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‘From crops to cows to cream’: Milking center dedication highlights N.C. State’s innovative approach to dairy science and education

A new N.C. State University milking center was cause for celebration for North Carolina’s dairy industry Friday Nov. 9. More than 100 people came out to view the new building designed to enhance the university’s teaching, research and extension programs in both food and animal sciences.

The center includes milking stalls where about 150 cows are milked twice a day, producing 1,000 gallons a day of milk that’s trucked to Schaub Hall and used in Howling Cow ice cream and other dairy products.

The center’s dedication and ribbon-cutting ceremony at the Lake Wheeler Road Field Laboratory’s Dairy Educational Unit mark an important milestone in the development of a vertically integrated dairy enterprise system that encompasses not just the dairy farm unit but also the Schaub Hall Dairy Pilot Plant.

The milking center modernization is among the first steps in expanding that system. Planning and fund raising are under way for a dairy museum at the farm, as well as a retail creamery and ice cream parlor to be added to Schaub Hall.

CALS Dean Richard Linton described the system as “a living laboratory where we can take students through the entire integration from the farm, through processing, through manufacturing, to the development of wonderful products.

“We can now do things fully from the farm all the way to the fork,” Linton added. “It also provides us a great opportunity to lead in the southeast region … in dairy science and education and to build our capacities for the dairy industry here in the state.”

Indeed, as dairy producer and CALS graduate Norman Jordan noted, other land-grant universities have diminished or gotten rid of their dairy herds at a time when N.C. State “has gone in the opposite direction. This is bringing national attention to N.C. State and to our state’s dairy industry.”

While Animal Science Department Head Todd See was unable to attend the dedication, he sent to Food, Bioprocessing and Nutrition Sciences Head Christopher Daubert a letter outlining his thoughts on the milking center’s significance.

“We now have the most modern and comprehensive resources for teaching, research and outreach on all aspects of dairy, from genetics programs to value-added marketing of milk products, touching every step from the crops to the cow to the cream,” Daubert quoted See as saying.

“This milking parlor will allow our researchers to better evaluate nutritional, reproductive, genetic, and management programs and their impact on the quality, quantity and safety of milk produced. More importantly, the 800 students studying animal science will be exposed to state-of-the-art facilities to learn the scientific foundation of the dairy industry at one of the best teaching farms in the world.”

The industry’s support of the milking center and the dairy enterprise system was evident in the number of people present for the dedication and in the page-long list of donors to the N.C. Dairy Foundation Campaign for Excellence. The campaign chairman, Charles “Buddy” Gaither, noted that the foundation has raised $1 million toward its goal of $2.5 million.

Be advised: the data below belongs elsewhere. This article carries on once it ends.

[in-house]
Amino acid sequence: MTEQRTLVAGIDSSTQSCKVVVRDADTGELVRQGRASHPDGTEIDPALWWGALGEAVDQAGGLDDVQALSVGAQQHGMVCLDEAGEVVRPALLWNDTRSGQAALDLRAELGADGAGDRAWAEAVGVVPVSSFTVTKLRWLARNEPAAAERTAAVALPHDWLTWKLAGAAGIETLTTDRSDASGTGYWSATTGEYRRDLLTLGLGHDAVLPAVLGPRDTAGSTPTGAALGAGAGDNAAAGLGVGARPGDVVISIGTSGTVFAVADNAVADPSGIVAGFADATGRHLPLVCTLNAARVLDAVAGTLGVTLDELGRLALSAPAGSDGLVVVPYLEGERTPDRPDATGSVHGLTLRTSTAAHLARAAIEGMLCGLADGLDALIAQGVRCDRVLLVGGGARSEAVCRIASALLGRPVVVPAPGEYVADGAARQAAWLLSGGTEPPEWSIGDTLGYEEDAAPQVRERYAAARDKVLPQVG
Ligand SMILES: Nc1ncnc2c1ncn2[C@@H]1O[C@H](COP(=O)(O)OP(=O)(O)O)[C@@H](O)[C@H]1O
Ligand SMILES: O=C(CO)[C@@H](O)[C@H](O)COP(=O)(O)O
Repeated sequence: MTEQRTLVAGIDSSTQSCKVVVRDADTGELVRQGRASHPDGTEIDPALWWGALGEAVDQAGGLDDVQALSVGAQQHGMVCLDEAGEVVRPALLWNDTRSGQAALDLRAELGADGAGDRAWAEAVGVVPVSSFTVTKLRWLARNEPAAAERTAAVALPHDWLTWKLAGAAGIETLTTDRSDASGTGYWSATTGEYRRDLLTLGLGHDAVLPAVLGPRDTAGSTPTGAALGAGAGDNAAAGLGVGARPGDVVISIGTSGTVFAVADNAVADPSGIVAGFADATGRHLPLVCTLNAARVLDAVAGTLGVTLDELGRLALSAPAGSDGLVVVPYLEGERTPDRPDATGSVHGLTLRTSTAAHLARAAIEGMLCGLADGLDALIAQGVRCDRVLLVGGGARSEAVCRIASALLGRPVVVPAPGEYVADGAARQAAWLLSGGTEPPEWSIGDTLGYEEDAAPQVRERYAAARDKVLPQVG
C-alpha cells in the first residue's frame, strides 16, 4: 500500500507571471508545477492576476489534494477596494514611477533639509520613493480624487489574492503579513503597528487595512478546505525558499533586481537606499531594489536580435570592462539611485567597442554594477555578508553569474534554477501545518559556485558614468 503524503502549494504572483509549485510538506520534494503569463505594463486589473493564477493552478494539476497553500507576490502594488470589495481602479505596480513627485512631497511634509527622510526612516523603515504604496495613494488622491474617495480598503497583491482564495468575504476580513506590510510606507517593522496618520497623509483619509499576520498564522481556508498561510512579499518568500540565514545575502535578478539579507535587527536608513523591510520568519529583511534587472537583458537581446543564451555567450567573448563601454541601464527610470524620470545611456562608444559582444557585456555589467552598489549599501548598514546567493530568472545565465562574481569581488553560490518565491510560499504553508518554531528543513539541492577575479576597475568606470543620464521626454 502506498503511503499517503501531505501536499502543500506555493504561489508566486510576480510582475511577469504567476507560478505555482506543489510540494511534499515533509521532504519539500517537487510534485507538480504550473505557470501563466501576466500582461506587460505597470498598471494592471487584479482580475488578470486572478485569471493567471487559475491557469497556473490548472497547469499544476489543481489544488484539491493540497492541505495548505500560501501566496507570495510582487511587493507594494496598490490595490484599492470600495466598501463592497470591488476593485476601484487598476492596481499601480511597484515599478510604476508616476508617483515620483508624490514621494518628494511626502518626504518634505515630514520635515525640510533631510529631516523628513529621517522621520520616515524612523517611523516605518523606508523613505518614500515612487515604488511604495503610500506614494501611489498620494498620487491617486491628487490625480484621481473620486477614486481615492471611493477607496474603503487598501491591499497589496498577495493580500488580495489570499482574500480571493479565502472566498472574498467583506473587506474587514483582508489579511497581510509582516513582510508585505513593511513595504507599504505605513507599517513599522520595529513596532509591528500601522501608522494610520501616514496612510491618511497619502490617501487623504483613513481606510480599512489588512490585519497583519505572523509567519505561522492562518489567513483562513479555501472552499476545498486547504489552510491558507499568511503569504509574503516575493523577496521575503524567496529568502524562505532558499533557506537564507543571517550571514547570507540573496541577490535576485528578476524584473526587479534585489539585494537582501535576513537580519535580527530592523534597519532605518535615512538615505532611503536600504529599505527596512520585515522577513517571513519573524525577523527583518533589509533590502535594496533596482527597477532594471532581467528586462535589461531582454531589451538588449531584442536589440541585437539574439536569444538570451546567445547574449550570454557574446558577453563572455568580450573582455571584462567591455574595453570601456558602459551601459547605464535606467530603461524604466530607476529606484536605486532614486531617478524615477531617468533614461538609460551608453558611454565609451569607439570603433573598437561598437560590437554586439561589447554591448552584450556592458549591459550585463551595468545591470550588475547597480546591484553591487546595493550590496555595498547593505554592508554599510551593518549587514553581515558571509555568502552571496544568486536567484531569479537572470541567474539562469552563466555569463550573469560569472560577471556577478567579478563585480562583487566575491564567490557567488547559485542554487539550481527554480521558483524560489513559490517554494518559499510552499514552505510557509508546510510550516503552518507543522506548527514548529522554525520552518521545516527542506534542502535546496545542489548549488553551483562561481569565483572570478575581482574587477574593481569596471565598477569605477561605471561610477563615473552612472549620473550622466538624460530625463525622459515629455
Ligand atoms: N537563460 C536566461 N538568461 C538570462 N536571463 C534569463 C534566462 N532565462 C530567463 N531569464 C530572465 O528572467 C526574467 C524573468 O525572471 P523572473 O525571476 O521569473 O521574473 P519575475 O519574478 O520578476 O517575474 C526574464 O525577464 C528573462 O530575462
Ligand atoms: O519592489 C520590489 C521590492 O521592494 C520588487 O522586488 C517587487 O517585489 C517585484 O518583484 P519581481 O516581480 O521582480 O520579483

Students have shown especially strong support. The Food Science Club has donated $35,000, while the Animal Science Club chipped in $25,000, Daubert said.

Richard Linton, Tom Kenan, Gary Cartwright
CALS Dean Richard Linton, Tom Kenan and Dairy Enterprise System Director Gary Cartwright were among those who cut the ribbon at the milking center dedication. Tom Kenan represented the Randleigh Foundation and William R. Kenan Jr. Charitable Trust, which have provided substantial support for the dairy enterprise system. In the 1960s, the late William Kenan donated the Randleigh Farm to the university. That farm was sold, with a significant part of the proceeds set aside for improvements at the Dairy Research and Teaching Farm.

In addition to Daubert, Gaither, Jordan and Linton, other speakers at the dedication were Dr. Richard Reich, assistant commissioner of the N.C. Department of Agriculture and Consumer Services, and Jim Howie, member services manager for Maryland & Virginia Milk Producers. Gary Cartwright is director of the Dairy Enterprise System.

Howie noted that after decades of decline, 2011 saw increased dairy production in North Carolina, and new dairies are opening. Not only that, enthusiasm is replacing pessimism among the state’s dairy farmers, and the developments at N.C. State are among the reasons why, Jordan said.

“As president of the North Carolina Dairy Producers, I am beginning to see the attitude (among producers) change. We are beginning to see a lot more of a can-do attitude,” he said. “I think having a dairy operation like this at our land-grant university just adds to that excitement and the potential for enthusiasm and growth that we hope to see – and feel that we will see – in the state of North Carolina.”

–Dee Shore

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